Goizueta ranked twenty-second by Business Week

In its annual ranking of the nation’s best business schools, Business Week placed Goizueta Business School’s MBA program at twenty-second, up from twenty-eighth last year. Northwestern University in Evanston, Illinois, was ranked first.

Pharmacologist wins Keck Foundation Award

Randy A. Hall, assistant professor of pharmacology, has been named a 2002 Keck Distinguished Young Scholar in Medical Research. The award from the W. M. Keck Foundation includes a one-million dollar grant over five years to the School of Medicine in support of Hall’s research on neurotransmitters and hormone receptors in the brain and cardiovascular systems.

$1.5 million grant for faith-based community health

The Interfaith Health Program of the Rollins School of Public Health has received $1.5 million as one of twenty-one “intermediary” groups across the country selected by the federal Department of Health and Human Services to disperse $24.8 million worth of funds and technical assistance to faith-based organizations.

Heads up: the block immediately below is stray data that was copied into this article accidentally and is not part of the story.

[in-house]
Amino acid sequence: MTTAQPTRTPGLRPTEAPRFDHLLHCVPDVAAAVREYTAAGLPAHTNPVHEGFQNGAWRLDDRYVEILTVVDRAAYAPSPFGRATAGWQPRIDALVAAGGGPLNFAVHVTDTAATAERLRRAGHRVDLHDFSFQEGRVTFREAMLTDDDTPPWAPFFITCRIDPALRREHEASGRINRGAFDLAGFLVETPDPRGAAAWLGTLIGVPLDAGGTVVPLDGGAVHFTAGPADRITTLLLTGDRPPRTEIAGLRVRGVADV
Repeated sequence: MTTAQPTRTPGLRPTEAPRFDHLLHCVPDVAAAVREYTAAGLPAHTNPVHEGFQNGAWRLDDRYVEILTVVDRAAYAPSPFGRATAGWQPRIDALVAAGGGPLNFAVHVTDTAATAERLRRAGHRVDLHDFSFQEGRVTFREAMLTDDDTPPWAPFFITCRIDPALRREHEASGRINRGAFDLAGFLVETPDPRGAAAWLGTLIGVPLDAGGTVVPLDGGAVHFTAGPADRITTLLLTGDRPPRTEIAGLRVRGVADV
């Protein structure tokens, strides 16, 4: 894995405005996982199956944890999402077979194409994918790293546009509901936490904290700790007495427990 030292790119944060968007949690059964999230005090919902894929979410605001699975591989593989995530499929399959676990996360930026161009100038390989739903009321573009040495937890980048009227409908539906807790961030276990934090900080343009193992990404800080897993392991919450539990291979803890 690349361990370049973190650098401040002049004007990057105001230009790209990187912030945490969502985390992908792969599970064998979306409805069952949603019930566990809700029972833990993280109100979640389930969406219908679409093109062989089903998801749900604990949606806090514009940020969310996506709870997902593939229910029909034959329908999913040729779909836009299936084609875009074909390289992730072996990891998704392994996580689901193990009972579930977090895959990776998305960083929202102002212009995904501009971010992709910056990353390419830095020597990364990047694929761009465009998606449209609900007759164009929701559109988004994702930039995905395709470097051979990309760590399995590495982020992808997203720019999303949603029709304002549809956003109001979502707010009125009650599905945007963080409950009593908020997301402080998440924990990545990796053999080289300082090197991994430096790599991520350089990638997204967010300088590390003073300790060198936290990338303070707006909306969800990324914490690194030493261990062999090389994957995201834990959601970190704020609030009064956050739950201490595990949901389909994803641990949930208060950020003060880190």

Putting biology FIRST

More than twenty-five postgraduate science students at six Atlanta universities are training to become researchers and college teachers in the biological sciences through the Fellowships in Research and Science Teaching (FIRST) program. FIRST is funded through a five-year grant of nearly seven million dollars from the National Institutes of Health to Emory and five institutions within the Atlanta University Center.